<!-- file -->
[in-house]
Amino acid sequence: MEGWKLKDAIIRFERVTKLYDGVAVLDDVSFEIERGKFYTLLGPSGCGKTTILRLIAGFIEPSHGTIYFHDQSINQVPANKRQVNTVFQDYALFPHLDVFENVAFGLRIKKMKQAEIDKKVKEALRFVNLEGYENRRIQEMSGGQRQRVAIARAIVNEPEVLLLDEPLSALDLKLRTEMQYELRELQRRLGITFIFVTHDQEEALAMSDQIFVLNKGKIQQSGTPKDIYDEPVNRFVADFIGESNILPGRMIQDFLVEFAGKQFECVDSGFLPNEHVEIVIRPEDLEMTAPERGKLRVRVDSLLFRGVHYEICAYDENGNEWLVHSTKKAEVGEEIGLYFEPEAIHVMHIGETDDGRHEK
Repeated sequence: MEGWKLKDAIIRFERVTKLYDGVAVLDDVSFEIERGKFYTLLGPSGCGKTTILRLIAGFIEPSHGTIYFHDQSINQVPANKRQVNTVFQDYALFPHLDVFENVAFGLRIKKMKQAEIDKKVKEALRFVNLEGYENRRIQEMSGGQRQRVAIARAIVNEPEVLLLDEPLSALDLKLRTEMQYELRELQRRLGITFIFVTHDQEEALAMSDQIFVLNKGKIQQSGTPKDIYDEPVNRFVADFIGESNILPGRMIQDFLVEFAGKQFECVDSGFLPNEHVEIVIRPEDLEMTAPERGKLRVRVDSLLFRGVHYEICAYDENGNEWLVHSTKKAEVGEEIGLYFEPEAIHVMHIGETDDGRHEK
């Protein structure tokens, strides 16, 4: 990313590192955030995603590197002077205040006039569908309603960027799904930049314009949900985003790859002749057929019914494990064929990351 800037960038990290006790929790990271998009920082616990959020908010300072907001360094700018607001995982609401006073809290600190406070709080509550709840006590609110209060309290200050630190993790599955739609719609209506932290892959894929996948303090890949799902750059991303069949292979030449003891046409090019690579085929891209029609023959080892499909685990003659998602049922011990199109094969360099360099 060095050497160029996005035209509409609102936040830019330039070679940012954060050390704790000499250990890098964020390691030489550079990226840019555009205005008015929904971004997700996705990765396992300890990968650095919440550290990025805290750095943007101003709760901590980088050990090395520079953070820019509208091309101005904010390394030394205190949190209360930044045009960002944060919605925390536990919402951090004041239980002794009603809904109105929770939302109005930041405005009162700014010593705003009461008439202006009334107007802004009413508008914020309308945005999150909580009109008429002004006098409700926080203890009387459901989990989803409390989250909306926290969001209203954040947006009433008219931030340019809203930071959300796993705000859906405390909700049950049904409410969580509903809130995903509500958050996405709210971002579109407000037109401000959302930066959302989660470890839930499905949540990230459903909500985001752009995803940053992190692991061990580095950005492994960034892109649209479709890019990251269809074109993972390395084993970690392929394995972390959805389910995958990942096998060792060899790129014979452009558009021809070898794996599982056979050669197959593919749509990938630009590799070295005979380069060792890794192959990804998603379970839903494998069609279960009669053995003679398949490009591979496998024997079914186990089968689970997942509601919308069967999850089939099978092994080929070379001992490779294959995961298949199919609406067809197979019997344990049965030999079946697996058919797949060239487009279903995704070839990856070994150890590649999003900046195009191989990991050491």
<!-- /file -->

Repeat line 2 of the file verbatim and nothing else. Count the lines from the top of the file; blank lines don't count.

Amino acid sequence: MEGWKLKDAIIRFERVTKLYDGVAVLDDVSFEIERGKFYTLLGPSGCGKTTILRLIAGFIEPSHGTIYFHDQSINQVPANKRQVNTVFQDYALFPHLDVFENVAFGLRIKKMKQAEIDKKVKEALRFVNLEGYENRRIQEMSGGQRQRVAIARAIVNEPEVLLLDEPLSALDLKLRTEMQYELRELQRRLGITFIFVTHDQEEALAMSDQIFVLNKGKIQQSGTPKDIYDEPVNRFVADFIGESNILPGRMIQDFLVEFAGKQFECVDSGFLPNEHVEIVIRPEDLEMTAPERGKLRVRVDSLLFRGVHYEICAYDENGNEWLVHSTKKAEVGEEIGLYFEPEAIHVMHIGETDDGRHEK